As kids grow, they develop a value system based on their past experiences and lessons learnt throughout their childhood. As parents, we hope to instil these important values that are in the back of our minds, often subconsciously, when we interact with our children.
We think about them when completing simple activities like baking a cake together, making a card for a relative, helping them build a den with their friends, or when we just let them play outside. OMO wanted to explore mums' instinctive understanding of values, so we spoke with over 240 mothers, 20 grandmothers, and five great grandmothers in 10 locations around the world to do exactly that.
We called the project ‘Mamma Mia’, and we share some of our most fascinating results below.
What are Values
Values are fundamental to each and every person and help provide us with personal, social and cultural worth; in essence, they shape our identity and help us find our place in society. Not only do they guide us by signifying what is important, good, or useful, but they can also inspire and motivate us. Regardless of social and cultural differences, mums globally see the responsibility of instilling values as their individual role. Whether in Turkey, Brazil or Indonesia, mums everywhere share a certain set of values as a benchmark for guiding their children.
What We Found
Mother-driven values (non-negotiable)
The value that we feel duty-bound to instil, such as honesty, respect for others, sharing and giving, self-reliance and accountability and respect for cultural traditions and seniors.
Child and mother-driven values (encouraged)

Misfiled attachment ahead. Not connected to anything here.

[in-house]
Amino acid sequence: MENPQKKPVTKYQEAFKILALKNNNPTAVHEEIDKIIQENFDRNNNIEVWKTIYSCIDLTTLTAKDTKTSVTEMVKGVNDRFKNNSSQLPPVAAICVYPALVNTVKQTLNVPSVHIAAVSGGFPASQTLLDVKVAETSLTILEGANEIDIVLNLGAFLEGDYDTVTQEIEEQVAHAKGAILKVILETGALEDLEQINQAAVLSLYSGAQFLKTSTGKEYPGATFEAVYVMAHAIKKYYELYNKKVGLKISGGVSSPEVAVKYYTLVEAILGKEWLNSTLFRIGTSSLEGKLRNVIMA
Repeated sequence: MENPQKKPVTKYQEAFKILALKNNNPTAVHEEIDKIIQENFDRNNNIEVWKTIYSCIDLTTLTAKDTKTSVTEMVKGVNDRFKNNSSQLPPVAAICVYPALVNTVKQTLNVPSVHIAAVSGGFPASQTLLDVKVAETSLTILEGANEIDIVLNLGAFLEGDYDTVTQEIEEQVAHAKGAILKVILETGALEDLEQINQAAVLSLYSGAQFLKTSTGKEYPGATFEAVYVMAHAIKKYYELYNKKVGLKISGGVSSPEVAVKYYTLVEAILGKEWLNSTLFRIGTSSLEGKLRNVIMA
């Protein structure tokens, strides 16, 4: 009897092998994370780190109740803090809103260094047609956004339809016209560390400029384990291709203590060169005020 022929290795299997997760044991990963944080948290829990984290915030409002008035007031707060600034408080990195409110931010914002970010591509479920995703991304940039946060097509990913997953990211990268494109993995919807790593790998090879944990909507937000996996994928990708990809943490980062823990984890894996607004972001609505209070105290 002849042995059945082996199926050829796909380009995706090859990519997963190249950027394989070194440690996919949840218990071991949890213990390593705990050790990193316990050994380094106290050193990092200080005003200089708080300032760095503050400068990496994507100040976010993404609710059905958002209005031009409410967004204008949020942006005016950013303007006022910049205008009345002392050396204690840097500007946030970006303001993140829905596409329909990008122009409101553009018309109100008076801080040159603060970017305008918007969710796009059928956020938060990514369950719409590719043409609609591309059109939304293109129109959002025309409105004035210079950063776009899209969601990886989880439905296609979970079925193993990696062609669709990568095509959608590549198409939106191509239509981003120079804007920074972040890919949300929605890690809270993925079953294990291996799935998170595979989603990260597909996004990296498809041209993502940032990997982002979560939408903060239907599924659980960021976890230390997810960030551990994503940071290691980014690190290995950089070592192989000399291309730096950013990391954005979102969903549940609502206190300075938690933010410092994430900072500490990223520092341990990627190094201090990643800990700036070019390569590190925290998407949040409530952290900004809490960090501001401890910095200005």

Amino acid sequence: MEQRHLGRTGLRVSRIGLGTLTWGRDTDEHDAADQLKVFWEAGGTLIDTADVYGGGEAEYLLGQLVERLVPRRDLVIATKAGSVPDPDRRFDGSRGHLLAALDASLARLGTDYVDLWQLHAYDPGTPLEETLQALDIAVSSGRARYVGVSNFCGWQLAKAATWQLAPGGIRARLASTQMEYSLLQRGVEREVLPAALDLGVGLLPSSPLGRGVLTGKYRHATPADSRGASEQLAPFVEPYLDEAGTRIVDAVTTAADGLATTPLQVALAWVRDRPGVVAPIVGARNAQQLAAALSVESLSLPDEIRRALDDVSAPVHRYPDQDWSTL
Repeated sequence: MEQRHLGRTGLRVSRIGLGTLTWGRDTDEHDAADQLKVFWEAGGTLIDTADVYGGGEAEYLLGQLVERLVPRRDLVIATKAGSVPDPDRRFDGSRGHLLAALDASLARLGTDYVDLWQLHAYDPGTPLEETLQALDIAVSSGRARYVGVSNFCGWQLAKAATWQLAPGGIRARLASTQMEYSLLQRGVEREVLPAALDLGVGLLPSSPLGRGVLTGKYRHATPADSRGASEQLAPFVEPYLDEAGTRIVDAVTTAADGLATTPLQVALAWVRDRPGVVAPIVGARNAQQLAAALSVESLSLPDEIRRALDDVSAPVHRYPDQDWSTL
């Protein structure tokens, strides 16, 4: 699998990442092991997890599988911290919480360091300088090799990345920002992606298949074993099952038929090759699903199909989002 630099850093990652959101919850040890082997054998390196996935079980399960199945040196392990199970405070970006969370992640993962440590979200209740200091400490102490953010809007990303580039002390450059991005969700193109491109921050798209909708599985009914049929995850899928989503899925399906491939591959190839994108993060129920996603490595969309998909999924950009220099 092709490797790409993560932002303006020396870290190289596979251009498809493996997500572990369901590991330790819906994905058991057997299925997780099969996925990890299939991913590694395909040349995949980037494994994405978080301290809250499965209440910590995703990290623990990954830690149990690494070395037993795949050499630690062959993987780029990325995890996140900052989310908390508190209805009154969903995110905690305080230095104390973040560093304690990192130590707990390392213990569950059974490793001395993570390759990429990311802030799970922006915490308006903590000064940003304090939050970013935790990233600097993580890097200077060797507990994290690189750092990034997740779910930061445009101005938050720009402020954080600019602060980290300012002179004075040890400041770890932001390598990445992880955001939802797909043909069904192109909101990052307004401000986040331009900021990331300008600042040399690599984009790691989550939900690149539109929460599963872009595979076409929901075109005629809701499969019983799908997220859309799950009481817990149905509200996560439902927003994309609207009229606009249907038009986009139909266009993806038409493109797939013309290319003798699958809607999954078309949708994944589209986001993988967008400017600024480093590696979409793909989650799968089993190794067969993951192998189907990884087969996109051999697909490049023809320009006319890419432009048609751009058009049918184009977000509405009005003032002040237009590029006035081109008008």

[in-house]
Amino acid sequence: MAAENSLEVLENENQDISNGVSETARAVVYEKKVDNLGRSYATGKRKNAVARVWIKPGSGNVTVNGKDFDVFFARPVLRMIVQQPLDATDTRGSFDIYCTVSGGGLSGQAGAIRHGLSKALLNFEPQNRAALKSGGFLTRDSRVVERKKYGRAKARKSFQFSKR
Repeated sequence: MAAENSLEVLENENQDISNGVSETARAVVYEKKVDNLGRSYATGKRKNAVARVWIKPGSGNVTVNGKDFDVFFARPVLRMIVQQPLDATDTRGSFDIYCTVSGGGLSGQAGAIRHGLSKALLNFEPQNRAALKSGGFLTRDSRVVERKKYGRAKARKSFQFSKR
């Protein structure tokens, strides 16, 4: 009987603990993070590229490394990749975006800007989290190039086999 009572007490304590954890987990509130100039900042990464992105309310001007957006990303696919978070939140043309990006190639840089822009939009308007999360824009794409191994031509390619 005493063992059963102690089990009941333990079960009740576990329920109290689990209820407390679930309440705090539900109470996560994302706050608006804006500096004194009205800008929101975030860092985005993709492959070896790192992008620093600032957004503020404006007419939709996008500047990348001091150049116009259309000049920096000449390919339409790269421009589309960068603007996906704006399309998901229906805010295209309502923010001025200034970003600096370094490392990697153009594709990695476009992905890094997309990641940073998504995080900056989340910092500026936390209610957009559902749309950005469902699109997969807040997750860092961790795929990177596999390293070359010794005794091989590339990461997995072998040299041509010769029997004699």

Those that we sense we can actively encourage but are personality-driven, such as will-power and confidence. Or those that are rewarded and reinforced, such as love and gratitude towards the family, friendliness, and relationships.
Child-driven values (secondary values)
These values are those that we feel our child will develop naturally and submissively but which we can simplify, such as creativity, discovery, curiosity, and imagination. When our kids recognise and understand the values that we have tried to instil in them, it is tremendously rewarding and fills us with pride and happiness. Child-driven values such as creativity, imagination, curiosity, and discovery are very valuable for the development of our children, but as mums, we place less direct significance on them.
Most of these values are naturally instilled and can be stimulated or expedited through play and outdoor experiences such as climbing trees, rolling down hills or jumping in puddles. Whilst we may be nervous to give our kids the necessary free reign to discover through curiosity, in case they get hurt (or come home dirty), play provides kids with essential experiences that shape and build their character.
Together with other values, it can also improve our own happiness and pride - how rewarded did you feel the last time your child painted a picture just for you? Not only does it demonstrate that they understand love and gratitude and the importance of sharing and giving, but they are simultaneously revealing naturally creative and imaginative tendencies.
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